Sunday, October 7, 2012

Chagall, Marc

Donkey in the red sky (L'Ane rouge dans le ciel)
oil on canvas
46 x 38 cm (18 1/8 x 15 in.)
Location unknown

"For the Cubists," Chagall said, "a painting was a surface covered with forms in a certain order. For me a painting is a surface covered with representations of things . . . in which logic and illustration have no importance."

Donkey in the red sky is an exceptionally energetic example of Chagall's visionary, fantastic oeuvre. Comprised of visions taken from his mind and his memory, his paintings consistently combine floating lovers and flying beasts in magical compositions that exude charm and beauty. Chagall had a passion for dreaming, and his whimsical, folkloric paintings serve as testimony to this. His instinct was to abandon logic to the joy of creation, and as such Chagall's paintings become an expression of his internal thoughts and feelings rather than objective projections of the outside world. The composition of this work is so dynamic and the mystical aura so pervading that the viewer is instantly transported into this whimsical world. We are invited to join these mystical characters and experience the magic and mystique of the subconscious. The painting is a visual feast as well as being a testament to the fact that the themes in Chagall's art are timeless, not confined to a single epoch of history, but reminding man of the continuity of life for generation after generation, since the earliest days of recorded time.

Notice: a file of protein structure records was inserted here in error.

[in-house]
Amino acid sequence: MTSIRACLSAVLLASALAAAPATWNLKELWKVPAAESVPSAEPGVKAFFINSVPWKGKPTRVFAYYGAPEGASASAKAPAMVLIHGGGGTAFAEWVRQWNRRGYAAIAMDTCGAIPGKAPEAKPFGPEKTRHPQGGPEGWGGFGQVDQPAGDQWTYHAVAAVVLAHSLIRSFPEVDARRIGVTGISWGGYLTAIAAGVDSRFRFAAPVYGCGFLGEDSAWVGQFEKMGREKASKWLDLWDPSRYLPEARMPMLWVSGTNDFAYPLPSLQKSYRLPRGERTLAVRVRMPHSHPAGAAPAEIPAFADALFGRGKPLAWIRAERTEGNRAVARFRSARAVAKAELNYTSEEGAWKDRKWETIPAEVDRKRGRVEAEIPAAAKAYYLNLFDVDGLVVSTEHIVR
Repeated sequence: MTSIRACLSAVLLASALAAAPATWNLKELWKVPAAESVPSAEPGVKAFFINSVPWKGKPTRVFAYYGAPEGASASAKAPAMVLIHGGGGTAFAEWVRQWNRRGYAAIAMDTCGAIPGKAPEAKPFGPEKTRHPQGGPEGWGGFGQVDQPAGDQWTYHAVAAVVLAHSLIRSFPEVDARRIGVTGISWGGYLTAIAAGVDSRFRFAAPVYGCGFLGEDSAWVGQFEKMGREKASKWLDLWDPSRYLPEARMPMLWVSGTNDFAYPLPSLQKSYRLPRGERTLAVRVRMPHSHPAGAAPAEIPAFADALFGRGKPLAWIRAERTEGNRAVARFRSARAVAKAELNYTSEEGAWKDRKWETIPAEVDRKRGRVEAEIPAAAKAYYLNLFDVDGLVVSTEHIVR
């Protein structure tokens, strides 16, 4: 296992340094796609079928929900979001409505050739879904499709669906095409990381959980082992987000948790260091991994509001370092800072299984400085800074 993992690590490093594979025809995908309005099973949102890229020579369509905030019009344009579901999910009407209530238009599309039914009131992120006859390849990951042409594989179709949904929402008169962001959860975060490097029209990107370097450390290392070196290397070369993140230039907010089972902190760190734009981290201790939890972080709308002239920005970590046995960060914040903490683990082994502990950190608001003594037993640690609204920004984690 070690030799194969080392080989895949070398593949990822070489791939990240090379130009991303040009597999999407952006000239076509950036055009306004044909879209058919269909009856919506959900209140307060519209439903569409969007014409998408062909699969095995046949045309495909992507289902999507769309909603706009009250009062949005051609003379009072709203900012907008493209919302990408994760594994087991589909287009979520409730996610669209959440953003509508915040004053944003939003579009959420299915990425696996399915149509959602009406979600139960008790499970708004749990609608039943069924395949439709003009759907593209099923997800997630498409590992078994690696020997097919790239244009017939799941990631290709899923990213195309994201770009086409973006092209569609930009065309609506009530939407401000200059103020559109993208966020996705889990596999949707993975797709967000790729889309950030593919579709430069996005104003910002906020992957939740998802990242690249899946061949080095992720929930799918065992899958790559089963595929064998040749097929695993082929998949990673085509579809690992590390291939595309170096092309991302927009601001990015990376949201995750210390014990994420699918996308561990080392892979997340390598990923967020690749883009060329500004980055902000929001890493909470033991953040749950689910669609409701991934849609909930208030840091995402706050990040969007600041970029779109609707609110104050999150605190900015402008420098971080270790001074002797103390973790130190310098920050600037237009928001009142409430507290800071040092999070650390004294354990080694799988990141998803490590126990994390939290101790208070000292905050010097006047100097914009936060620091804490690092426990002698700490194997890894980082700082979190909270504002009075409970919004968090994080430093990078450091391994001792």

Marc Chagall (1887 - 1985), was a Belorussian-French artist and one of the most successful artists of the 20th century. Among the celebrated painters of the twentieth century, he is associated with the modern movements after impressionism, including fauvism and Cubism, a twentieth century avant-garde art movement that revolutionized European painting. In Cubist artworks, objects are broken up, analyzed, and re-assembled in an abstracted form instead of depicting objects from one viewpoint, he depicts the subject from a multitude of viewpoints to present the piece in a greater context. Often the surfaces intersect at seemingly random angles presenting no coherent sense of depth. However, he worked at the fringes of the different movements of modern art, also infusing his work with the folk art of his Belorussian roots as well as his Jewish heritage.

He studied in Saint Petersburg from 1907 to 1910 at the Imperial Society for the Protection of the Arts and later with Leon Bakst, then he moved to Paris in 1910, where he associated with Guillaume Apollinaire and encountered Fauvism and Cubism. There, he participated in the Salon des Independants and the Salon d'Automne. In 1914, he visited Russia, and was prevented from returning to Paris by the outbreak of war. He settled in Vitebsk, where he was appointed Commissar for Art, and he founded the Vitebsk Popular Art School directing it until disagreements with the Suprematists which resulted in his resignation in 1920. He moved to Moscow and executed his first stage design. After a sojourn in Berlin, he returned to Paris in 1923. During World War II, he fled to the United States, then he returned to and settled permanently in France in 1948. He died March 28, 1985, in Saint-Paul-de-Vence, France.